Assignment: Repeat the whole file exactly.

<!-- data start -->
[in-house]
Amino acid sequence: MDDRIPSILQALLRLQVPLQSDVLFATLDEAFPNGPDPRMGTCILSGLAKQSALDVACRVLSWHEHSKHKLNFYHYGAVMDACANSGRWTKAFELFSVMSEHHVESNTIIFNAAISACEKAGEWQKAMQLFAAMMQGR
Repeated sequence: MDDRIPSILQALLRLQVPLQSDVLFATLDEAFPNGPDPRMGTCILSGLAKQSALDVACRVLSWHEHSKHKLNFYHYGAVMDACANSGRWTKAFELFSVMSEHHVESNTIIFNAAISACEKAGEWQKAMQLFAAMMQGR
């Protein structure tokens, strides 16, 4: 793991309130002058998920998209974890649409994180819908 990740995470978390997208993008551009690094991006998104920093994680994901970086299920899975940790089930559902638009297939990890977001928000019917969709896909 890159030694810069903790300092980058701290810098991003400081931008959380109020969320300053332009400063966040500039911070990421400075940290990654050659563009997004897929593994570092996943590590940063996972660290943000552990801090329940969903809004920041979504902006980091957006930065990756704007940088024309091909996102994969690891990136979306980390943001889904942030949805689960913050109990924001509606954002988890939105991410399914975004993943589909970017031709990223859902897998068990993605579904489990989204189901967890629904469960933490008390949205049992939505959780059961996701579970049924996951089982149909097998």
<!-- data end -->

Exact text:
[in-house]
Amino acid sequence: MDDRIPSILQALLRLQVPLQSDVLFATLDEAFPNGPDPRMGTCILSGLAKQSALDVACRVLSWHEHSKHKLNFYHYGAVMDACANSGRWTKAFELFSVMSEHHVESNTIIFNAAISACEKAGEWQKAMQLFAAMMQGR
Repeated sequence: MDDRIPSILQALLRLQVPLQSDVLFATLDEAFPNGPDPRMGTCILSGLAKQSALDVACRVLSWHEHSKHKLNFYHYGAVMDACANSGRWTKAFELFSVMSEHHVESNTIIFNAAISACEKAGEWQKAMQLFAAMMQGR
């Protein structure tokens, strides 16, 4: 793991309130002058998920998209974890649409994180819908 990740995470978390997208993008551009690094991006998104920093994680994901970086299920899975940790089930559902638009297939990890977001928000019917969709896909 890159030694810069903790300092980058701290810098991003400081931008959380109020969320300053332009400063966040500039911070990421400075940290990654050659563009997004897929593994570092996943590590940063996972660290943000552990801090329940969903809004920041979504902006980091957006930065990756704007940088024309091909996102994969690891990136979306980390943001889904942030949805689960913050109990924001509606954002988890939105991410399914975004993943589909970017031709990223859902897998068990993605579904489990989204189901967890629904469960933490008390949205049992939505959780059961996701579970049924996951089982149909097998």